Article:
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What Is a Fiscal Year in Business? An Intro

Knowing your business’ fiscal year makes it easier to track your finances and accurately report your tax information. Depending on your business, you typically have an option for your desired fiscal year dates. This article explains what a fiscal year is, why it’s important for your business and how to choose your fiscal year.

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What is a fiscal year?

A fiscal year is the 12-month period a government organization, nonprofit or business uses to track its annual finances. It begins at the start of a quarter, so typical fiscal year start dates are January 1, April 1, July 1 or October 1. The fiscal year-end date is at the end of a quarter. For instance, if your fiscal year begins on April 1 2017, it ends on March 31, 2018. Your fiscal year is mainly used for financial and accounting purposes.

Related:How to Hire an Accountant

Differences between a calendar and tax year

You must choose dates to report your finances to the IRS, known as your tax year. These dates are either your company’s fiscal year or the calendar year. Here are the differences between a calendar and tax year and how they coincide with the fiscal year:

Tax year

This is the annual accounting period for your businesses. You’ll report this 12-month period to the IRS for financial and tax purposes. Your tax year is usually the same as your fiscal year. The IRS considers the date of your first income tax to be your official selected tax year. If another company owns your business, you’ll use the same tax year as them. Closely held corporations are allowed to file their tax returns on different dates than their owners, as their tax year is usually their own fiscal year.

Calendar year

Some businesses pick the calendar year as their fiscal year. The calendar year runs from January 1 to December 31. While you usually have the option to choose your own fiscal year or use the calendar year, the IRS requires some businesses to use the calendar year. You must use the calender year if you:

  • Are a sole proprietorship or single-member LLC
  • Currently don’t keep financial books or records
  • Have a current tax year that doesn’t qualify as a fiscal year

Why is the fiscal year important in business?

Your fiscal year calculates all of your business’ finances including costs, profit margin and revenue. Compare these numbers with your yearly budget and goals to determine the year’s financial success. If your business’ busier season occurs at a certain time of year, making the end of that quarter the end of your fiscal year helps you track finances and performance that year. The end of your fiscal year also helps you determine your business’ tax filing and extension dates.

Related:Accounting Skills: Key Duties, Roles and Responsibilities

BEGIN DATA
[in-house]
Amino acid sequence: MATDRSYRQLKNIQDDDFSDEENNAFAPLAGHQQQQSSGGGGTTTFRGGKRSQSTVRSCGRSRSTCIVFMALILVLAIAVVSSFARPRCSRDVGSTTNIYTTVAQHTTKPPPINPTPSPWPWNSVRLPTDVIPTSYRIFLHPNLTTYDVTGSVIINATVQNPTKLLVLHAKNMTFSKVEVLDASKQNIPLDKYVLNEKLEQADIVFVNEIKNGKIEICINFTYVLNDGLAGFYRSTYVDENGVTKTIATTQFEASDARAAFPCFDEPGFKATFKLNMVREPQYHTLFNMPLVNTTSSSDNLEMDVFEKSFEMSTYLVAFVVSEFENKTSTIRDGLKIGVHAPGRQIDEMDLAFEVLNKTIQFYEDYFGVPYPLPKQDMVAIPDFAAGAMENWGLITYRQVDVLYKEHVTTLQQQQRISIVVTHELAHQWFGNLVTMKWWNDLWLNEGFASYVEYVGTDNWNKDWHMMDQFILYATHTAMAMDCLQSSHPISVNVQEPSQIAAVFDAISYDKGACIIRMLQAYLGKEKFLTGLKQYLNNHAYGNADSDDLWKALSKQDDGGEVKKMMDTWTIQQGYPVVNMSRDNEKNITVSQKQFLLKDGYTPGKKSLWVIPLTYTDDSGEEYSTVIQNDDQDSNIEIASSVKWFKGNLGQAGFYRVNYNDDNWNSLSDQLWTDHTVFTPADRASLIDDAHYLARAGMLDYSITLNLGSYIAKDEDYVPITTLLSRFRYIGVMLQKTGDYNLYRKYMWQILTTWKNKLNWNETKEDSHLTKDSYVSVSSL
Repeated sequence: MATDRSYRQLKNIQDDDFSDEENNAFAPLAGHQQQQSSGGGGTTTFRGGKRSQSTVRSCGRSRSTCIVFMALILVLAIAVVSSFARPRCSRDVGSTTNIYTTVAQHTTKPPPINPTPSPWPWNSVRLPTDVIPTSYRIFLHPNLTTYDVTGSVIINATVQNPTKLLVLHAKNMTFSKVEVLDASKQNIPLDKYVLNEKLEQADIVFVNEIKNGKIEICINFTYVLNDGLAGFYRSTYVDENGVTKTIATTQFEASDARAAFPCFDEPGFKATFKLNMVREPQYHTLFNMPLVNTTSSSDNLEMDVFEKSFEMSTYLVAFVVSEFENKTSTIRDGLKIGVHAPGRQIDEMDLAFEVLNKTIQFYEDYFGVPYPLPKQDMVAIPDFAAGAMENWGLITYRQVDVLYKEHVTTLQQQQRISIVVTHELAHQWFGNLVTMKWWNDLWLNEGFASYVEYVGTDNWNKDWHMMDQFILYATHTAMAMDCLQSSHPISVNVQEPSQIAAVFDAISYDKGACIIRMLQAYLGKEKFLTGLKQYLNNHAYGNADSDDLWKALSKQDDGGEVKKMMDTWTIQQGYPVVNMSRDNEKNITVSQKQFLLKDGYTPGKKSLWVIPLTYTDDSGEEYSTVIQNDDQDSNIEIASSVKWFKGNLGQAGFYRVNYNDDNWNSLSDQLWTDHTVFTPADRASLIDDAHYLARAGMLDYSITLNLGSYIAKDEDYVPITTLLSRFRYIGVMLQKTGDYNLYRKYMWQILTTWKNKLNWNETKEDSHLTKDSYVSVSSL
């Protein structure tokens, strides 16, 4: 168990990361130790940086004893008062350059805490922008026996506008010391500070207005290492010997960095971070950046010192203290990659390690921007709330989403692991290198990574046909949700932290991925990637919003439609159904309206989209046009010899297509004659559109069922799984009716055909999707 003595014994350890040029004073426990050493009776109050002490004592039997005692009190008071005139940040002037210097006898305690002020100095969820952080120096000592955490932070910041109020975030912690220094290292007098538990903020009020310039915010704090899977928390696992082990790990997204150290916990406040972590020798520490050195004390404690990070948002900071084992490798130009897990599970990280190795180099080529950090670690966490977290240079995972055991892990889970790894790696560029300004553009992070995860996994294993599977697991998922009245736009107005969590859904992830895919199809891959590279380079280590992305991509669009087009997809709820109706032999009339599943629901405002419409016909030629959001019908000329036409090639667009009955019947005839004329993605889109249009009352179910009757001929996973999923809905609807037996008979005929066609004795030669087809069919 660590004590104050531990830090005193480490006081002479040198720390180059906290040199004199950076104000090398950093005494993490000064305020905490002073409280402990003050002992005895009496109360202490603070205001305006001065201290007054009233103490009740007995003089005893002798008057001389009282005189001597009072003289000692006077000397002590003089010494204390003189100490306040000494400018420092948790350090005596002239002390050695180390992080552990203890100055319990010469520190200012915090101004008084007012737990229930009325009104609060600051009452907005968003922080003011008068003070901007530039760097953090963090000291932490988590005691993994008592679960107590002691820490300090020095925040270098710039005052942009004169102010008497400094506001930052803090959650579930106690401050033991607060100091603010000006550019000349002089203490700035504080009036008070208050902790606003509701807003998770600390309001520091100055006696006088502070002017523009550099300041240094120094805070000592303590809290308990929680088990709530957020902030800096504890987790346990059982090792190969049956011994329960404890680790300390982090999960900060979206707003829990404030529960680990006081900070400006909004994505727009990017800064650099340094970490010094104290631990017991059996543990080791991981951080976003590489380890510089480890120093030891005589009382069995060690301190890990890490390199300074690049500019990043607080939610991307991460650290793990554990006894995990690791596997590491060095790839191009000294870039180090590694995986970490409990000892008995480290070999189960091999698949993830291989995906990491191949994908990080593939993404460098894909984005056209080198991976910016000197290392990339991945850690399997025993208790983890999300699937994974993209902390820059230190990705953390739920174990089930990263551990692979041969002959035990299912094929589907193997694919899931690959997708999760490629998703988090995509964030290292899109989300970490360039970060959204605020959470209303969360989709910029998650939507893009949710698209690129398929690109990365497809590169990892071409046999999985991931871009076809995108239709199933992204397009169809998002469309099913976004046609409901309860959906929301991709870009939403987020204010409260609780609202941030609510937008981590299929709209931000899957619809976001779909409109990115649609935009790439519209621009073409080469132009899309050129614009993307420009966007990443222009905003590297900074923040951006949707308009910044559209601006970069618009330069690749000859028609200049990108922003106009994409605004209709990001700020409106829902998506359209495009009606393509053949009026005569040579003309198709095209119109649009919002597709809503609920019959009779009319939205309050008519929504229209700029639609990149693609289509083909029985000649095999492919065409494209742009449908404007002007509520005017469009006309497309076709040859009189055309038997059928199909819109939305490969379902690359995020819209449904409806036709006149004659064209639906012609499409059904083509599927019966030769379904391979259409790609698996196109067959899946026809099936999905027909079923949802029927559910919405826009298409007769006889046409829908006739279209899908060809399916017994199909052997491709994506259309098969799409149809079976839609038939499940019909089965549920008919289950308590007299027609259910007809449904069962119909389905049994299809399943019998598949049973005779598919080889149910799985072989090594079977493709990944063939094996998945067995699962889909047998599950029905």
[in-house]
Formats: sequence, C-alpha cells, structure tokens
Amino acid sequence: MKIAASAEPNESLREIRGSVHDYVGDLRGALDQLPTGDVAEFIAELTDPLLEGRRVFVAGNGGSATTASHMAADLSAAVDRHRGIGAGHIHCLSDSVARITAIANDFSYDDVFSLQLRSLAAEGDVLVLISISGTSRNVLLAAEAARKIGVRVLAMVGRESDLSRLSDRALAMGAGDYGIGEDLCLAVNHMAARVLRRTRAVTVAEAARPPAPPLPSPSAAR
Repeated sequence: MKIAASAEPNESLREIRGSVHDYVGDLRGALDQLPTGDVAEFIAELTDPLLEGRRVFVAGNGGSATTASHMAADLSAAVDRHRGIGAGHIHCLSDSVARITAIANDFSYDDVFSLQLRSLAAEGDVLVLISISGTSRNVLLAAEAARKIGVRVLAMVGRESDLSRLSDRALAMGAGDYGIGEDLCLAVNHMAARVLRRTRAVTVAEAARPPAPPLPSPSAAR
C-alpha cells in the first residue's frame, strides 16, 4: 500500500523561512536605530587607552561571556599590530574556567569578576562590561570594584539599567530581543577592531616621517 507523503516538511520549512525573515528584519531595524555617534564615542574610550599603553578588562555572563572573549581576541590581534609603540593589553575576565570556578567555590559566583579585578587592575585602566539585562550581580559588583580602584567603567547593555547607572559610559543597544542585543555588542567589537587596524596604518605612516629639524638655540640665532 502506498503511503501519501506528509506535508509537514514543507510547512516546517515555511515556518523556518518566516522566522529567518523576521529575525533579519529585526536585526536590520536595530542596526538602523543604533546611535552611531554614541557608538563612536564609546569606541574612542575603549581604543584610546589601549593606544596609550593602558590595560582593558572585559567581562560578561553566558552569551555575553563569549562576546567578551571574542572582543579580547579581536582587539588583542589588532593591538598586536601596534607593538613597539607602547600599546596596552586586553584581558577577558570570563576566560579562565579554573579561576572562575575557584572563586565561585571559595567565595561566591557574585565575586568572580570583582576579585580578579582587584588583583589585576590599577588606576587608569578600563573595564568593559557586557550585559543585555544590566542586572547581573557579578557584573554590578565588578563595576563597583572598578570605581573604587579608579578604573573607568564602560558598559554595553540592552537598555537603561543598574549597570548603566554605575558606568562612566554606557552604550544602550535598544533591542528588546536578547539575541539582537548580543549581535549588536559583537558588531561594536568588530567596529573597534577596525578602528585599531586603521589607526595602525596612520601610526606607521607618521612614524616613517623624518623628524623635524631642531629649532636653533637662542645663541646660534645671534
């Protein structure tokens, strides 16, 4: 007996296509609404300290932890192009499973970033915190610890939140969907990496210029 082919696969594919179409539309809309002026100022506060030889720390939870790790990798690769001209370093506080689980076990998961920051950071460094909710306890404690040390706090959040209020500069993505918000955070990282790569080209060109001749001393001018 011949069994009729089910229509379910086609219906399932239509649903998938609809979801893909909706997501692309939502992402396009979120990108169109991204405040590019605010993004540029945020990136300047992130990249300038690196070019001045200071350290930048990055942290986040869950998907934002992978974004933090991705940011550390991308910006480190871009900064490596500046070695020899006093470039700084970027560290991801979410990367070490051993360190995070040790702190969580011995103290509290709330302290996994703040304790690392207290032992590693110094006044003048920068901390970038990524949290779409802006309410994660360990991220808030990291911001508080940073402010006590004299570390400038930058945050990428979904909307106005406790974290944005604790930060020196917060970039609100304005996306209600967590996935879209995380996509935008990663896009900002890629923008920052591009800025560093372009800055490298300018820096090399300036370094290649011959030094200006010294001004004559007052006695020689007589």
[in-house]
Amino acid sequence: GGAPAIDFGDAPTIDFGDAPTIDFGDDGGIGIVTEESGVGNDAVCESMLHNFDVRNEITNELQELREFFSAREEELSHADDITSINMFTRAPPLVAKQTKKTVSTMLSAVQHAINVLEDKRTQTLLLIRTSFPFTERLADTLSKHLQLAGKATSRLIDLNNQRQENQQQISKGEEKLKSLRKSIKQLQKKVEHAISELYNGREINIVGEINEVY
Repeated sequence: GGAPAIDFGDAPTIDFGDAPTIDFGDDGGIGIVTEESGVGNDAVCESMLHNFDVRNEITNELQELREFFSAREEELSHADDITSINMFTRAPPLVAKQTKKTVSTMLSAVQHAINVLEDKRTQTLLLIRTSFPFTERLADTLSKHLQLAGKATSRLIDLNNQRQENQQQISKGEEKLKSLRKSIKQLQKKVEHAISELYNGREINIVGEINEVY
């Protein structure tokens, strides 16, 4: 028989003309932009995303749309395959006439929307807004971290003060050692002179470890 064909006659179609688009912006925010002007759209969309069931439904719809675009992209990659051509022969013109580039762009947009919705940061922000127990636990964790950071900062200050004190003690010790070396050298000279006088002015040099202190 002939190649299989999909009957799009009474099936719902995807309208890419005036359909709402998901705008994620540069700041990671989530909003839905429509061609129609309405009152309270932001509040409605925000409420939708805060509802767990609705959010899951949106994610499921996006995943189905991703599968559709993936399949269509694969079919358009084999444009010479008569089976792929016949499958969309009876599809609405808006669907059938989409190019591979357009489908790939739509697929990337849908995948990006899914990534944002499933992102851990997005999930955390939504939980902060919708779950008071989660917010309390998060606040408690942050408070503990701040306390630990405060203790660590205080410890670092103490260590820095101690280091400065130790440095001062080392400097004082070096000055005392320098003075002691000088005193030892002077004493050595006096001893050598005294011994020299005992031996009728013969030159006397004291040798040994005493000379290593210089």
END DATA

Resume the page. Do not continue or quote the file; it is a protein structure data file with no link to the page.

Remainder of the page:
How to choose your fiscal year

Choosing your business’ fiscal year depends on the type of business you have and when it receives most of its revenue. Follow these steps to choose the best fiscal year for your business:

1. Determine the type of business you have

If your business is considered a sole proprietor or is taxed as a sole proprietorship, your fiscal year is automatically the calendar year. If not, select the end of any quarter to be your fiscal year end. Seasonal businesses typically end their fiscal year right after they receive the most business.

Since the government’s fiscal year is from October 1 to September 30, government businesses use that as their fiscal year. If your business collaborates with the government, consider making this your fiscal year as well.

2. Learn when your business makes the most revenue

Choosing your fiscal year depends on when your business receives most of its income. If your busiest time of year is the spring, an option is to end the fiscal year right after that, on June 30. This makes it easier to know your financial standing since you just received most of your revenue that quarter.

For example, if you own a lawn care service in the Midwest region, the busiest time for your business would be summer. Your fiscal year lasts from October 1 to September 30. You’ll simply track and report your finances right after receiving a large majority of your income.

Seasonal businesses also benefit from starting their fiscal year right before their busiest season. For example, if you own a holiday retail store and receive most of your business in the late fall and winter, starting your fiscal year on October 1 helps you estimate your income for the year. You can adjust your expenses accordingly throughout the rest of the year to reach necessary profit margins.

3. Consult with your legal advisor

Since your fiscal year is set internally, you’re able to change it when desired. Most companies have rules and details for changing your fiscal year listed in their corporate by-laws. Your legal advisor will review your by-laws and possible LLC or partnership agreements to confirm if you can legally change your company’s fiscal year.

4. Notify the IRS of the tax year you’re using

Changing your company’s fiscal year usually means changing your tax year, which requires approval from the IRS. For individual businesses, use the IRS form 1128, which is the application to adopt, change or retain your tax year. For S corporations, personal services corporations or businesses with partnerships, use IRS form 8716 to change the tax year.

5. Seek guidance from a tax professional

Some businesses find changing their tax year confusing and time-consuming due to the extensive paperwork and complicated terminology. To ease the process, you may want to hire a tax preparer to complete the forms and explain any challenging tax terms.

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